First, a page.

Millen artist brings imagination to life

Sarah LeBlanc

When he was young, Donico Allen separated himself from other children. When his family could afford toys, he played with them alone. Now, the Millen, Ga., resident makes his own.

Allen, 26, brands himself as the Autistic Artist, and from his imagination, has created a business. Through a Facebook page, he sells figures made of pipe cleaners that he makes himself on his adoptive mother’s farm in Millen.

“Even though I’m autistic I never let it keep me down,” Allen said. “I still have a childlike likeness for things.”

The first figures he made were based off characters he’d seen in Marvel comic books. Now, Allen finds his inspiration in life around him, from television shows, video games, movies and toys. He has over 500 figures in his collection, including fictional characters Pennywise the Dancing Clown and Black Panther, and famous performers like Prince and Michael Jackson.

In honor of what would be Michael Jackson’s 60th birthday, Allen created a special collection of 60 pipe cleaner figures of the performer during different eras of his life in the spotlight.

“Ever since he passed away I dedicated my life to doing something to help honor him,” Allen said.

The figures showcase Jackson’s life from when he was five years old in the Jackson 5 up until some of his last performances. Allen said he’s been a fan of not just Jackson’s performances, but his charitable work such as his founding of the Heal the World Foundation.

“I’ve been a fan for almost two decades,” Allen said. “I idolized him, I sang and danced like him when I was little and I still have some of his moves.”

This likely won’t be the last major collection Allen creates. He said he can see himself making similar collections for other celebrities he admires.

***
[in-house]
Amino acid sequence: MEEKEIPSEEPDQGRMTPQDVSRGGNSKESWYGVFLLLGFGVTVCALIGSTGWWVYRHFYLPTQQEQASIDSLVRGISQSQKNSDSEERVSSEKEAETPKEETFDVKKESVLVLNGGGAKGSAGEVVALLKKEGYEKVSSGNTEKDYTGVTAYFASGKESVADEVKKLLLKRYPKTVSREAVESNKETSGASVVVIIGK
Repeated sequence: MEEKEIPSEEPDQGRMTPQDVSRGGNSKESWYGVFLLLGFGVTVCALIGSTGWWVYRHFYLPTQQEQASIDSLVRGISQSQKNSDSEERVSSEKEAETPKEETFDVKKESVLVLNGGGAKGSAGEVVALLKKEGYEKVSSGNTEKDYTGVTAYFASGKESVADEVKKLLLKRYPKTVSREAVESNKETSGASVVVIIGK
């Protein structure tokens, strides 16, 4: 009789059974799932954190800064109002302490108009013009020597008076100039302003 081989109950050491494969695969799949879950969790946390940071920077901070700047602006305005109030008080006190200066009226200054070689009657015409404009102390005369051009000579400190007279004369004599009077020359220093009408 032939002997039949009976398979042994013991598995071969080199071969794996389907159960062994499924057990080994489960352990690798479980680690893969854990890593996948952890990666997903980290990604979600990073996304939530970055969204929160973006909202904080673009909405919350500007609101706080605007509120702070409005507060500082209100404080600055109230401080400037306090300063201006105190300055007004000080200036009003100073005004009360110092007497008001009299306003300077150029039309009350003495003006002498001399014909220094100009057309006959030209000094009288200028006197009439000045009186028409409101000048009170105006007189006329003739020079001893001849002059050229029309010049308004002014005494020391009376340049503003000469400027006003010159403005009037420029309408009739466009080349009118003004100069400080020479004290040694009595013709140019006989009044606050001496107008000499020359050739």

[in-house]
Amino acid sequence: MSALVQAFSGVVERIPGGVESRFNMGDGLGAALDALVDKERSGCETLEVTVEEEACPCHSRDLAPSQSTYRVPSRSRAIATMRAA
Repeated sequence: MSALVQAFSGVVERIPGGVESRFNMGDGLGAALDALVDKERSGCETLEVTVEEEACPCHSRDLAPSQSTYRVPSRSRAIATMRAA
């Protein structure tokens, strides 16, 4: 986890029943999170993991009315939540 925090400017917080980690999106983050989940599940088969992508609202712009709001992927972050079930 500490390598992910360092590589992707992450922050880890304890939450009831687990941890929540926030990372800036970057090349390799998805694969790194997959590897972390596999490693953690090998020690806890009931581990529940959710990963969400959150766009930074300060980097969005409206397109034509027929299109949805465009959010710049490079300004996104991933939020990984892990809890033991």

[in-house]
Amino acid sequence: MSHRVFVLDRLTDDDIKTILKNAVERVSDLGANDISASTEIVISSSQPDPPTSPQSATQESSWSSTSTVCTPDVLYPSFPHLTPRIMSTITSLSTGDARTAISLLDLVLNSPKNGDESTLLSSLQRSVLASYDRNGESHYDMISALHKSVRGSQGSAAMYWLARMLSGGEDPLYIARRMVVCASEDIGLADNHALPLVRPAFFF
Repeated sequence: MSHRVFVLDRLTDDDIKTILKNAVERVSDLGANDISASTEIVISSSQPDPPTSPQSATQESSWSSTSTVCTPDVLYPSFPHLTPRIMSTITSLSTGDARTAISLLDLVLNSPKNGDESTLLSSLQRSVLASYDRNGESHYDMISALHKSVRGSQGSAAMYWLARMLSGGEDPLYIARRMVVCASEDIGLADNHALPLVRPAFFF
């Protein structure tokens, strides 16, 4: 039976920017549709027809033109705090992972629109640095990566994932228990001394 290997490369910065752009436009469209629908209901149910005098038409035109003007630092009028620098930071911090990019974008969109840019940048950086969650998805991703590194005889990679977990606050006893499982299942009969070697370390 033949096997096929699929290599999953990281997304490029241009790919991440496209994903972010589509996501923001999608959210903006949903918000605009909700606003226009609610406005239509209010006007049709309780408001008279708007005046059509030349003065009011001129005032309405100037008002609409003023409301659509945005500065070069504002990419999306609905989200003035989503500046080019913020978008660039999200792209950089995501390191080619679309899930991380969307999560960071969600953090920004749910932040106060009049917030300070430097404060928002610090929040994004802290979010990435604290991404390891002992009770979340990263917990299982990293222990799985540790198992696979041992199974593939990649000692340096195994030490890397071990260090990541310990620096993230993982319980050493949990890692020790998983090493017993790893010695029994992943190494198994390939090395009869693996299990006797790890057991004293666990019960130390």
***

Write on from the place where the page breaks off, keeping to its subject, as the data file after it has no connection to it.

“It may have been hard for me, but I really did it,” Allen said. “I’m an autistic artist who knows how to get the job well done.”

Allen started with twist ties, making people that resembled stick figures, then moved on to clay and aluminum foil before focusing on pipe cleaner figures.

“My work was kind of early phase, I didn’t know how to make a full-bodied clay figure when I was a kid,” Allen said. “I knew I wanted to get better.”

By looking up people and characters on Google, Allen tries to replicate their appearance with his figures as accurately as possible. He’s also made figures and artwork for Valentine’s Day, St. Patrick’s Day, and other holidays. In October, he hopes to sell some of his work during Millen’s Fair on the Square.

Patricia Allen has raised Donico since he was nine days old. She hopes his artwork teaches people that those with autism have lessons to share.

“Autism is not a relegation to the depths of society, they don’t need to be hidden in back rooms and kept from intermingling with regular society because they can teach us something,” Patricia said. “They can teach us a lot.”

Support Us :

Leave a Reply